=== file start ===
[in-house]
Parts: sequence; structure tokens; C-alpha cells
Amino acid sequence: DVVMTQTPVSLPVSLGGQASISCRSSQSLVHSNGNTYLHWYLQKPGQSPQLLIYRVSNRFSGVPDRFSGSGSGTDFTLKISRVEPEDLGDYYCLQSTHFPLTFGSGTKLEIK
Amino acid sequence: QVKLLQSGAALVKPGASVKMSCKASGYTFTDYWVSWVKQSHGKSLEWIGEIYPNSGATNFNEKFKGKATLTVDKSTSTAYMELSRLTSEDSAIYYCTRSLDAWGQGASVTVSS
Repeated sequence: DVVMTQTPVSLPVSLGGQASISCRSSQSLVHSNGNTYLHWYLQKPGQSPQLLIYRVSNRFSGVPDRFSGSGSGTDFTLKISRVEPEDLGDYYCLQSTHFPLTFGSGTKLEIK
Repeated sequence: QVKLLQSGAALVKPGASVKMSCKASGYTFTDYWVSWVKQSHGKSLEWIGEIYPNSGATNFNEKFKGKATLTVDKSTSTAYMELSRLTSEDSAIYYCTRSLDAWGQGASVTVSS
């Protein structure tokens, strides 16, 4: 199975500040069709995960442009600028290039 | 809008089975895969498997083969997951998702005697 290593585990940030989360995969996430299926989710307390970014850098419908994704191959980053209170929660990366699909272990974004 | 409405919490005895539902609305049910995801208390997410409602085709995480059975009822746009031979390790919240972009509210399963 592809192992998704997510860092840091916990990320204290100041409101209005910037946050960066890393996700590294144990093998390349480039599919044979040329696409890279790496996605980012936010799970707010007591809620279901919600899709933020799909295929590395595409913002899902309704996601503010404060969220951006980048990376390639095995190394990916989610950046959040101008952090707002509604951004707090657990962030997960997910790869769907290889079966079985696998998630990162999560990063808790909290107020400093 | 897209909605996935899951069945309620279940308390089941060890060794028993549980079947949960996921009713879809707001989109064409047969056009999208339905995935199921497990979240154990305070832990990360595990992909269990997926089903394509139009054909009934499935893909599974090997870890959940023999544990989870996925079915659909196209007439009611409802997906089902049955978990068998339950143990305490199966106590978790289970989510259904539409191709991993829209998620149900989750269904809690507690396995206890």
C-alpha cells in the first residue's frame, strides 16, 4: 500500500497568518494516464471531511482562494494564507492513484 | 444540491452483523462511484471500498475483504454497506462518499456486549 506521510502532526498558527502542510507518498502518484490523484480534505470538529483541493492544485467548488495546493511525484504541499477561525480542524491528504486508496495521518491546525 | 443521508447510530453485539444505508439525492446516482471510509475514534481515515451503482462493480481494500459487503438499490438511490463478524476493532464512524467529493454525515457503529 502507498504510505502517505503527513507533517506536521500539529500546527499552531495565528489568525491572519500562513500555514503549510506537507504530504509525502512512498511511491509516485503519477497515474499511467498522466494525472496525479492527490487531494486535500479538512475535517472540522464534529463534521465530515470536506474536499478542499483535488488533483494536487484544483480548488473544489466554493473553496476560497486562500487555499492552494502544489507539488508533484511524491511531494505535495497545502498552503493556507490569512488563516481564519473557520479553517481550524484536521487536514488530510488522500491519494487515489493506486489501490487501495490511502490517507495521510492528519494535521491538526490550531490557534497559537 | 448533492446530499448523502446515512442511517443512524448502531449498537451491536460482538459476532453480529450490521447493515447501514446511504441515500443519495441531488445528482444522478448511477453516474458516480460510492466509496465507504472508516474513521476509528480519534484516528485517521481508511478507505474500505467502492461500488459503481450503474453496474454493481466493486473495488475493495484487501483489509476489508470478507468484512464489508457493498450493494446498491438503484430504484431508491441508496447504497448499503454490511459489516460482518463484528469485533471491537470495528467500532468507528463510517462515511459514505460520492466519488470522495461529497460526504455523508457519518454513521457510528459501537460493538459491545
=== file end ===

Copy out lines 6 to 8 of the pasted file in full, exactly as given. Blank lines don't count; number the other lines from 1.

Repeated sequence: QVKLLQSGAALVKPGASVKMSCKASGYTFTDYWVSWVKQSHGKSLEWIGEIYPNSGATNFNEKFKGKATLTVDKSTSTAYMELSRLTSEDSAIYYCTRSLDAWGQGASVTVSS
């Protein structure tokens, strides 16, 4: 199975500040069709995960442009600028290039 | 809008089975895969498997083969997951998702005697 290593585990940030989360995969996430299926989710307390970014850098419908994704191959980053209170929660990366699909272990974004 | 409405919490005895539902609305049910995801208390997410409602085709995480059975009822746009031979390790919240972009509210399963 592809192992998704997510860092840091916990990320204290100041409101209005910037946050960066890393996700590294144990093998390349480039599919044979040329696409890279790496996605980012936010799970707010007591809620279901919600899709933020799909295929590395595409913002899902309704996601503010404060969220951006980048990376390639095995190394990916989610950046959040101008952090707002509604951004707090657990962030997960997910790869769907290889079966079985696998998630990162999560990063808790909290107020400093 | 897209909605996935899951069945309620279940308390089941060890060794028993549980079947949960996921009713879809707001989109064409047969056009999208339905995935199921497990979240154990305070832990990360595990992909269990997926089903394509139009054909009934499935893909599974090997870890959940023999544990989870996925079915659909196209007439009611409802997906089902049955978990068998339950143990305490199966106590978790289970989510259904539409191709991993829209998620149900989750269904809690507690396995206890």
C-alpha cells in the first residue's frame, strides 16, 4: 500500500497568518494516464471531511482562494494564507492513484 | 444540491452483523462511484471500498475483504454497506462518499456486549 506521510502532526498558527502542510507518498502518484490523484480534505470538529483541493492544485467548488495546493511525484504541499477561525480542524491528504486508496495521518491546525 | 443521508447510530453485539444505508439525492446516482471510509475514534481515515451503482462493480481494500459487503438499490438511490463478524476493532464512524467529493454525515457503529 502507498504510505502517505503527513507533517506536521500539529500546527499552531495565528489568525491572519500562513500555514503549510506537507504530504509525502512512498511511491509516485503519477497515474499511467498522466494525472496525479492527490487531494486535500479538512475535517472540522464534529463534521465530515470536506474536499478542499483535488488533483494536487484544483480548488473544489466554493473553496476560497486562500487555499492552494502544489507539488508533484511524491511531494505535495497545502498552503493556507490569512488563516481564519473557520479553517481550524484536521487536514488530510488522500491519494487515489493506486489501490487501495490511502490517507495521510492528519494535521491538526490550531490557534497559537 | 448533492446530499448523502446515512442511517443512524448502531449498537451491536460482538459476532453480529450490521447493515447501514446511504441515500443519495441531488445528482444522478448511477453516474458516480460510492466509496465507504472508516474513521476509528480519534484516528485517521481508511478507505474500505467502492461500488459503481450503474453496474454493481466493486473495488475493495484487501483489509476489508470478507468484512464489508457493498450493494446498491438503484430504484431508491441508496447504497448499503454490511459489516460482518463484528469485533471491537470495528467500532468507528463510517462515511459514505460520492466519488470522495461529497460526504455523508457519518454513521457510528459501537460493538459491545